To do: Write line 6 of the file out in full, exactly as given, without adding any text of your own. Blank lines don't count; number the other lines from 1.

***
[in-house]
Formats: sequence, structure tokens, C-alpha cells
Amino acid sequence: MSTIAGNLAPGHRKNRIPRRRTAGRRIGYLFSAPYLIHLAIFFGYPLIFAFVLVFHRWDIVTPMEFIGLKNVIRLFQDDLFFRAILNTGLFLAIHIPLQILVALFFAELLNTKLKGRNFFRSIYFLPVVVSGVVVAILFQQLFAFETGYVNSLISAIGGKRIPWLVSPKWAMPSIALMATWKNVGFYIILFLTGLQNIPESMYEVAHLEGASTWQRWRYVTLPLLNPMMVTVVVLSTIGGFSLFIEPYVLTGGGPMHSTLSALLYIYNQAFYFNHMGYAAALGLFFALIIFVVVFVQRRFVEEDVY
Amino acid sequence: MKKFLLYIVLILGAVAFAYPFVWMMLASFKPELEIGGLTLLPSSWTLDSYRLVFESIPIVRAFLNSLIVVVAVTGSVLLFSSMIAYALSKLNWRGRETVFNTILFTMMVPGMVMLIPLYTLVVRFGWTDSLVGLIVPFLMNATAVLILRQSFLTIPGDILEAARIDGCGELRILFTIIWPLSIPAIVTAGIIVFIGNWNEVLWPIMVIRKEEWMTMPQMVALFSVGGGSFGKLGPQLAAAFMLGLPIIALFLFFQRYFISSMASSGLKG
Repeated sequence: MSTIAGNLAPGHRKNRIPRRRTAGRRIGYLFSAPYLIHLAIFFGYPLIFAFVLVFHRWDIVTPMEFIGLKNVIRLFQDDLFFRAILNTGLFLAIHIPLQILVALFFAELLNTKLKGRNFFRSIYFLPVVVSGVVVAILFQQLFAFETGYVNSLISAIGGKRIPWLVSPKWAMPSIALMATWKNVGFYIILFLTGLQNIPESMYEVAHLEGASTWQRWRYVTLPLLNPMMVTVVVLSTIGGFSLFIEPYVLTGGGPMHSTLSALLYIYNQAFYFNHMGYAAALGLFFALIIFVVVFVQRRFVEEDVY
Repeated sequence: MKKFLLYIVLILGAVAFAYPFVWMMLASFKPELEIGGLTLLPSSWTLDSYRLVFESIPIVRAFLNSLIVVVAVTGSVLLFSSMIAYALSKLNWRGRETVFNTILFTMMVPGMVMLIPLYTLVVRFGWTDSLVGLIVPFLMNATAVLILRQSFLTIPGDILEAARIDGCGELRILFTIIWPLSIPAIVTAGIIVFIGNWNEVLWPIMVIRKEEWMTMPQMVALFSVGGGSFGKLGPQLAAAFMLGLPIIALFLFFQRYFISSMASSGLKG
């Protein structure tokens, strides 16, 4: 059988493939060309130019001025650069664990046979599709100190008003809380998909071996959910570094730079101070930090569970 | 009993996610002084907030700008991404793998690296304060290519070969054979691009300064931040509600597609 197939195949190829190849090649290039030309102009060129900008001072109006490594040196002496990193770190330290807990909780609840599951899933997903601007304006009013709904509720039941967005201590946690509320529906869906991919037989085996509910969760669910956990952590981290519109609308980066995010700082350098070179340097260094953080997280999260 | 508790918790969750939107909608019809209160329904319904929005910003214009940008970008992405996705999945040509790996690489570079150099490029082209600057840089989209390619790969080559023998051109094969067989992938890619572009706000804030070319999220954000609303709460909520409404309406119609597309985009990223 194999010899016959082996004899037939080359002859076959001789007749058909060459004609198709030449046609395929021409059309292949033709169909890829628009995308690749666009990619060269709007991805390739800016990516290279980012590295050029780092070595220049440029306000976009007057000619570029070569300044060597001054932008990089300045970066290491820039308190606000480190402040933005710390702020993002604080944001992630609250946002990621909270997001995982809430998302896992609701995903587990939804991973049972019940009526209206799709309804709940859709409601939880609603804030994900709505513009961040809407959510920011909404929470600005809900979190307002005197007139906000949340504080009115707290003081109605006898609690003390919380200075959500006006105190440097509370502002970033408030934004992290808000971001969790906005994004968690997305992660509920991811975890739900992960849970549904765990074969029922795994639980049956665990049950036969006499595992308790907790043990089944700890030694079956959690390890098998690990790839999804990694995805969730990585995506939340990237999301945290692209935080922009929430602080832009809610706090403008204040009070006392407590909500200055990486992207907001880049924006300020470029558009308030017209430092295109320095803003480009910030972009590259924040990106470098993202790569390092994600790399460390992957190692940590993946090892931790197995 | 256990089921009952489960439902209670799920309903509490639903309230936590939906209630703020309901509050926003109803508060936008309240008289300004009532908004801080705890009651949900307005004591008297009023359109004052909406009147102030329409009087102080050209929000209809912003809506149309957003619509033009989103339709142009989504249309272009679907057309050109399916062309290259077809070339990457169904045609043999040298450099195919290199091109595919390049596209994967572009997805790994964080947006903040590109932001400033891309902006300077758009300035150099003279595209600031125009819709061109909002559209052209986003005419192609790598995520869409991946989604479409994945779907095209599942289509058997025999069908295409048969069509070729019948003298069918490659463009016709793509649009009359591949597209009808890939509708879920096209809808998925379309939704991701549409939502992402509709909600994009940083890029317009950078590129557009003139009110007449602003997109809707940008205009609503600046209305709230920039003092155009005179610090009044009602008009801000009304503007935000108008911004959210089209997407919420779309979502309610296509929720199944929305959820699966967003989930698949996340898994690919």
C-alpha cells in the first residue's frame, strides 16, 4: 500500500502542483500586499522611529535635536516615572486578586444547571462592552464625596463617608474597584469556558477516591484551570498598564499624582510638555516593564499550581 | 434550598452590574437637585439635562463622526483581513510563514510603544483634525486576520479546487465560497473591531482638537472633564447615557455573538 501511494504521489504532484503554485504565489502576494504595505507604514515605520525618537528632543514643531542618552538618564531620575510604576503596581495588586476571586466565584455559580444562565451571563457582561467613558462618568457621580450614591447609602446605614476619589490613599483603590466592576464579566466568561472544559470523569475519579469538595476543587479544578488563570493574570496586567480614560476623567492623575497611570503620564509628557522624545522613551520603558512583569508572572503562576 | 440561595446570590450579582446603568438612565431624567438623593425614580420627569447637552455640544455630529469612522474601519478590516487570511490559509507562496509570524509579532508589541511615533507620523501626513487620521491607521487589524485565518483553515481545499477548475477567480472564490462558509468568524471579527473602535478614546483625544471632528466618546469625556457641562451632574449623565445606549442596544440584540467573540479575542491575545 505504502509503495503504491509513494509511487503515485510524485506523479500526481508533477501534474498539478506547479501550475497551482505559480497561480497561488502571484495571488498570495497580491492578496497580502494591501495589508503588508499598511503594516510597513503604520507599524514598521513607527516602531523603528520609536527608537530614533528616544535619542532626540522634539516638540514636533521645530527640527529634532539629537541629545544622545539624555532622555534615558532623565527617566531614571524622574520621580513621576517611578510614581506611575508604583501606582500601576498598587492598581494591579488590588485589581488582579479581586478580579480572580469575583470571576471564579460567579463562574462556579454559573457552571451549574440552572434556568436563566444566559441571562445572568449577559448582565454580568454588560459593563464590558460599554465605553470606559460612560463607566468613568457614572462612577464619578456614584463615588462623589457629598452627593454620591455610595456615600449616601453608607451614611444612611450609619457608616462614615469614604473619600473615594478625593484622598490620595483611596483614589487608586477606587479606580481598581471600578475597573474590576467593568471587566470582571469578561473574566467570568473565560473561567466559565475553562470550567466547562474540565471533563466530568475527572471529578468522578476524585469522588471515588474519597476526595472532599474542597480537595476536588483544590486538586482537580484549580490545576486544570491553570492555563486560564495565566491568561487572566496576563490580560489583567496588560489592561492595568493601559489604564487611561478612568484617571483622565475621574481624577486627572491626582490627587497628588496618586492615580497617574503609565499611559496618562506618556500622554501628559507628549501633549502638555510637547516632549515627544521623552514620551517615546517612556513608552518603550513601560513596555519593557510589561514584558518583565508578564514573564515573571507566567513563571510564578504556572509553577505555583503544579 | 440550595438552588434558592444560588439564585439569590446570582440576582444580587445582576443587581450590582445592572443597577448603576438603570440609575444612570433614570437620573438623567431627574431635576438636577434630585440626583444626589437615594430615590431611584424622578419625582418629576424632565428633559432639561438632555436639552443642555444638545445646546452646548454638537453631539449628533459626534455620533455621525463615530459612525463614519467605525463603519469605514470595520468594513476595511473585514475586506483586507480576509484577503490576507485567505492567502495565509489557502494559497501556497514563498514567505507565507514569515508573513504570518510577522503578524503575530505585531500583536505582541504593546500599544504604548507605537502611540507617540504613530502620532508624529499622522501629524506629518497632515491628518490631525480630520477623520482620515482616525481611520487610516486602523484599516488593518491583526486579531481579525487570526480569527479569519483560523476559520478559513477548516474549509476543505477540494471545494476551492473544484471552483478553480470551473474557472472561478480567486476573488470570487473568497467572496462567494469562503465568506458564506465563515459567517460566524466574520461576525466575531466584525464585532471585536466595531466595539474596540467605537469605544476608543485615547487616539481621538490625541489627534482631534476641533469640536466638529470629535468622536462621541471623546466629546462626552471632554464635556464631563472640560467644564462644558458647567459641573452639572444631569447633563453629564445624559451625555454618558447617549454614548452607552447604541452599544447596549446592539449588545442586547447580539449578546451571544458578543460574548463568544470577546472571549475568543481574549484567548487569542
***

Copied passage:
Repeated sequence: MKKFLLYIVLILGAVAFAYPFVWMMLASFKPELEIGGLTLLPSSWTLDSYRLVFESIPIVRAFLNSLIVVVAVTGSVLLFSSMIAYALSKLNWRGRETVFNTILFTMMVPGMVMLIPLYTLVVRFGWTDSLVGLIVPFLMNATAVLILRQSFLTIPGDILEAARIDGCGELRILFTIIWPLSIPAIVTAGIIVFIGNWNEVLWPIMVIRKEEWMTMPQMVALFSVGGGSFGKLGPQLAAAFMLGLPIIALFLFFQRYFISSMASSGLKG